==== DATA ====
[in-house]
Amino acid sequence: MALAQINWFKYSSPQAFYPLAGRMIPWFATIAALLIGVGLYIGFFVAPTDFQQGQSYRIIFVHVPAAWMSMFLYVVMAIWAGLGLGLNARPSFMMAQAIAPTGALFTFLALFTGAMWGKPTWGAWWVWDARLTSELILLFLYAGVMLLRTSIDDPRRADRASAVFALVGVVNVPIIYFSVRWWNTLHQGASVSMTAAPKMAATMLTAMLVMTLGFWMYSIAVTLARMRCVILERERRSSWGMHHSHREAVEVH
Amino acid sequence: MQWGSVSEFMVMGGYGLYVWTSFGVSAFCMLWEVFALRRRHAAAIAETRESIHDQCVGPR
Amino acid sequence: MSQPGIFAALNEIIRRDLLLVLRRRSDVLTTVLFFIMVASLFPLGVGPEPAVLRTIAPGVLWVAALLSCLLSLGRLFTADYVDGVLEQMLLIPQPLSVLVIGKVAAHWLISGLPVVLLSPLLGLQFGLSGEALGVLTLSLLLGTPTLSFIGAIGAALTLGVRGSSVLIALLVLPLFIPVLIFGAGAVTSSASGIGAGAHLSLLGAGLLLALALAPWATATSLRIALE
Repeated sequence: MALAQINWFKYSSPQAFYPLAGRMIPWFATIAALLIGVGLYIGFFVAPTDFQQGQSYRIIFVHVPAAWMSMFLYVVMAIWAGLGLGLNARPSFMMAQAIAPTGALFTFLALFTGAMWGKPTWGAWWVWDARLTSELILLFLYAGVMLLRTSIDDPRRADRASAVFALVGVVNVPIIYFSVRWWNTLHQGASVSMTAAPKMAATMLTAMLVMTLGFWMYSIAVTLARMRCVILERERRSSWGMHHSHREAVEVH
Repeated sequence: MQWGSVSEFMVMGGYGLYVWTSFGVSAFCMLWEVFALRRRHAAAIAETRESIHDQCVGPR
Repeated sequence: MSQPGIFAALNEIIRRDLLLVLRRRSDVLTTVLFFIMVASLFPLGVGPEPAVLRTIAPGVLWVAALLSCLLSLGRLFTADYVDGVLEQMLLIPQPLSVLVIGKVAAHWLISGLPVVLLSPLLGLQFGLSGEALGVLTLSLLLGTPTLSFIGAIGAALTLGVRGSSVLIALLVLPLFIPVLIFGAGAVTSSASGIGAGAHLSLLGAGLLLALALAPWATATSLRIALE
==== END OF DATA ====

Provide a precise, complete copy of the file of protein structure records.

[in-house]
Amino acid sequence: MALAQINWFKYSSPQAFYPLAGRMIPWFATIAALLIGVGLYIGFFVAPTDFQQGQSYRIIFVHVPAAWMSMFLYVVMAIWAGLGLGLNARPSFMMAQAIAPTGALFTFLALFTGAMWGKPTWGAWWVWDARLTSELILLFLYAGVMLLRTSIDDPRRADRASAVFALVGVVNVPIIYFSVRWWNTLHQGASVSMTAAPKMAATMLTAMLVMTLGFWMYSIAVTLARMRCVILERERRSSWGMHHSHREAVEVH
Amino acid sequence: MQWGSVSEFMVMGGYGLYVWTSFGVSAFCMLWEVFALRRRHAAAIAETRESIHDQCVGPR
Amino acid sequence: MSQPGIFAALNEIIRRDLLLVLRRRSDVLTTVLFFIMVASLFPLGVGPEPAVLRTIAPGVLWVAALLSCLLSLGRLFTADYVDGVLEQMLLIPQPLSVLVIGKVAAHWLISGLPVVLLSPLLGLQFGLSGEALGVLTLSLLLGTPTLSFIGAIGAALTLGVRGSSVLIALLVLPLFIPVLIFGAGAVTSSASGIGAGAHLSLLGAGLLLALALAPWATATSLRIALE
Repeated sequence: MALAQINWFKYSSPQAFYPLAGRMIPWFATIAALLIGVGLYIGFFVAPTDFQQGQSYRIIFVHVPAAWMSMFLYVVMAIWAGLGLGLNARPSFMMAQAIAPTGALFTFLALFTGAMWGKPTWGAWWVWDARLTSELILLFLYAGVMLLRTSIDDPRRADRASAVFALVGVVNVPIIYFSVRWWNTLHQGASVSMTAAPKMAATMLTAMLVMTLGFWMYSIAVTLARMRCVILERERRSSWGMHHSHREAVEVH
Repeated sequence: MQWGSVSEFMVMGGYGLYVWTSFGVSAFCMLWEVFALRRRHAAAIAETRESIHDQCVGPR
Repeated sequence: MSQPGIFAALNEIIRRDLLLVLRRRSDVLTTVLFFIMVASLFPLGVGPEPAVLRTIAPGVLWVAALLSCLLSLGRLFTADYVDGVLEQMLLIPQPLSVLVIGKVAAHWLISGLPVVLLSPLLGLQFGLSGEALGVLTLSLLLGTPTLSFIGAIGAALTLGVRGSSVLIALLVLPLFIPVLIFGAGAVTSSASGIGAGAHLSLLGAGLLLALALAPWATATSLRIALE